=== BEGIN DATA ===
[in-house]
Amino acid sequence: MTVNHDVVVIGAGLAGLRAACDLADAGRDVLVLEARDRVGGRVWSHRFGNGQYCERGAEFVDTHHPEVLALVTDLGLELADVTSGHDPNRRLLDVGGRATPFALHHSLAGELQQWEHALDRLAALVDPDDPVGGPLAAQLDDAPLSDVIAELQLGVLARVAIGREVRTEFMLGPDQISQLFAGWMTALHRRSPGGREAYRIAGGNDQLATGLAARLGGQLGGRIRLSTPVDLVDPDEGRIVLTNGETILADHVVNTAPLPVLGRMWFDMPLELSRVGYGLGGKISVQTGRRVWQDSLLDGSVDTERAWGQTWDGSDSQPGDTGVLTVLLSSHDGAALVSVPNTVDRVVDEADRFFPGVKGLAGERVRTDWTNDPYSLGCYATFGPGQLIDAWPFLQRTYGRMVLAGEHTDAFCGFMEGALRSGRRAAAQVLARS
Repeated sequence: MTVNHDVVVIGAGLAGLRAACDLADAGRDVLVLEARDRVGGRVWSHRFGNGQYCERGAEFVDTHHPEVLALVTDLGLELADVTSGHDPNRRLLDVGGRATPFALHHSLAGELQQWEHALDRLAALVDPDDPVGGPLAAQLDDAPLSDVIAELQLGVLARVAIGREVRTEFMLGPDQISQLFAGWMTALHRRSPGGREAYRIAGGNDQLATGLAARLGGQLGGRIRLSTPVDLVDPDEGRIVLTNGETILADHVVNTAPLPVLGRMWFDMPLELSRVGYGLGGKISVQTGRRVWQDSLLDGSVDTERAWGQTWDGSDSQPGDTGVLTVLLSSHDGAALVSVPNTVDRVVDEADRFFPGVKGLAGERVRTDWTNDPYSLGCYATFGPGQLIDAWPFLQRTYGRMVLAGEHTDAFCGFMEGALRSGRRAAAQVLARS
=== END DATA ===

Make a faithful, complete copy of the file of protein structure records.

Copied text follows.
[in-house]
Amino acid sequence: MTVNHDVVVIGAGLAGLRAACDLADAGRDVLVLEARDRVGGRVWSHRFGNGQYCERGAEFVDTHHPEVLALVTDLGLELADVTSGHDPNRRLLDVGGRATPFALHHSLAGELQQWEHALDRLAALVDPDDPVGGPLAAQLDDAPLSDVIAELQLGVLARVAIGREVRTEFMLGPDQISQLFAGWMTALHRRSPGGREAYRIAGGNDQLATGLAARLGGQLGGRIRLSTPVDLVDPDEGRIVLTNGETILADHVVNTAPLPVLGRMWFDMPLELSRVGYGLGGKISVQTGRRVWQDSLLDGSVDTERAWGQTWDGSDSQPGDTGVLTVLLSSHDGAALVSVPNTVDRVVDEADRFFPGVKGLAGERVRTDWTNDPYSLGCYATFGPGQLIDAWPFLQRTYGRMVLAGEHTDAFCGFMEGALRSGRRAAAQVLARS
Repeated sequence: MTVNHDVVVIGAGLAGLRAACDLADAGRDVLVLEARDRVGGRVWSHRFGNGQYCERGAEFVDTHHPEVLALVTDLGLELADVTSGHDPNRRLLDVGGRATPFALHHSLAGELQQWEHALDRLAALVDPDDPVGGPLAAQLDDAPLSDVIAELQLGVLARVAIGREVRTEFMLGPDQISQLFAGWMTALHRRSPGGREAYRIAGGNDQLATGLAARLGGQLGGRIRLSTPVDLVDPDEGRIVLTNGETILADHVVNTAPLPVLGRMWFDMPLELSRVGYGLGGKISVQTGRRVWQDSLLDGSVDTERAWGQTWDGSDSQPGDTGVLTVLLSSHDGAALVSVPNTVDRVVDEADRFFPGVKGLAGERVRTDWTNDPYSLGCYATFGPGQLIDAWPFLQRTYGRMVLAGEHTDAFCGFMEGALRSGRRAAAQVLARS